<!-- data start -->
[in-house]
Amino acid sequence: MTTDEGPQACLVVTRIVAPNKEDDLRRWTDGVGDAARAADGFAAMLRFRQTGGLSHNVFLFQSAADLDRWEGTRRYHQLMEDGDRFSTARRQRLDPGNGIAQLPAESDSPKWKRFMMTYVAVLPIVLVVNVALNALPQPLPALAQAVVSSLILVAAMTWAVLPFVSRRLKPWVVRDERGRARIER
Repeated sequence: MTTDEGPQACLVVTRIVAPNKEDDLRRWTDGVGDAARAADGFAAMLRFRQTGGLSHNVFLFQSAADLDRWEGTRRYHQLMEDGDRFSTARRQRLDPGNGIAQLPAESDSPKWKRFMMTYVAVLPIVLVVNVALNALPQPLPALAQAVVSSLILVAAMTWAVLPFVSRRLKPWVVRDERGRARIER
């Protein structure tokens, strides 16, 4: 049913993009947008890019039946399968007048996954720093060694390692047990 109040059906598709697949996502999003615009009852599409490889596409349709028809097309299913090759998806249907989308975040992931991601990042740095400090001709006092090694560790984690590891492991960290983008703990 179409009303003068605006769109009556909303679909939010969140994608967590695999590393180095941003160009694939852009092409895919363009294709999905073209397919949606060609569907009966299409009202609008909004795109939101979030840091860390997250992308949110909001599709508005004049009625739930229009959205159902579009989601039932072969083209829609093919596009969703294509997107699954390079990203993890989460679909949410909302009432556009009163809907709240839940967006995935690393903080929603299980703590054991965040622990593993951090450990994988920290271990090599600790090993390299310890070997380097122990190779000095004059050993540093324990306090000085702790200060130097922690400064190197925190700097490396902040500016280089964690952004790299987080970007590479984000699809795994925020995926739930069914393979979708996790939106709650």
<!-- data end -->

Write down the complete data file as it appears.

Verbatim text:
[in-house]
Amino acid sequence: MTTDEGPQACLVVTRIVAPNKEDDLRRWTDGVGDAARAADGFAAMLRFRQTGGLSHNVFLFQSAADLDRWEGTRRYHQLMEDGDRFSTARRQRLDPGNGIAQLPAESDSPKWKRFMMTYVAVLPIVLVVNVALNALPQPLPALAQAVVSSLILVAAMTWAVLPFVSRRLKPWVVRDERGRARIER
Repeated sequence: MTTDEGPQACLVVTRIVAPNKEDDLRRWTDGVGDAARAADGFAAMLRFRQTGGLSHNVFLFQSAADLDRWEGTRRYHQLMEDGDRFSTARRQRLDPGNGIAQLPAESDSPKWKRFMMTYVAVLPIVLVVNVALNALPQPLPALAQAVVSSLILVAAMTWAVLPFVSRRLKPWVVRDERGRARIER
């Protein structure tokens, strides 16, 4: 049913993009947008890019039946399968007048996954720093060694390692047990 109040059906598709697949996502999003615009009852599409490889596409349709028809097309299913090759998806249907989308975040992931991601990042740095400090001709006092090694560790984690590891492991960290983008703990 179409009303003068605006769109009556909303679909939010969140994608967590695999590393180095941003160009694939852009092409895919363009294709999905073209397919949606060609569907009966299409009202609008909004795109939101979030840091860390997250992308949110909001599709508005004049009625739930229009959205159902579009989601039932072969083209829609093919596009969703294509997107699954390079990203993890989460679909949410909302009432556009009163809907709240839940967006995935690393903080929603299980703590054991965040622990593993951090450990994988920290271990090599600790090993390299310890070997380097122990190779000095004059050993540093324990306090000085702790200060130097922690400064190197925190700097490396902040500016280089964690952004790299987080970007590479984000699809795994925020995926739930069914393979979708996790939106709650």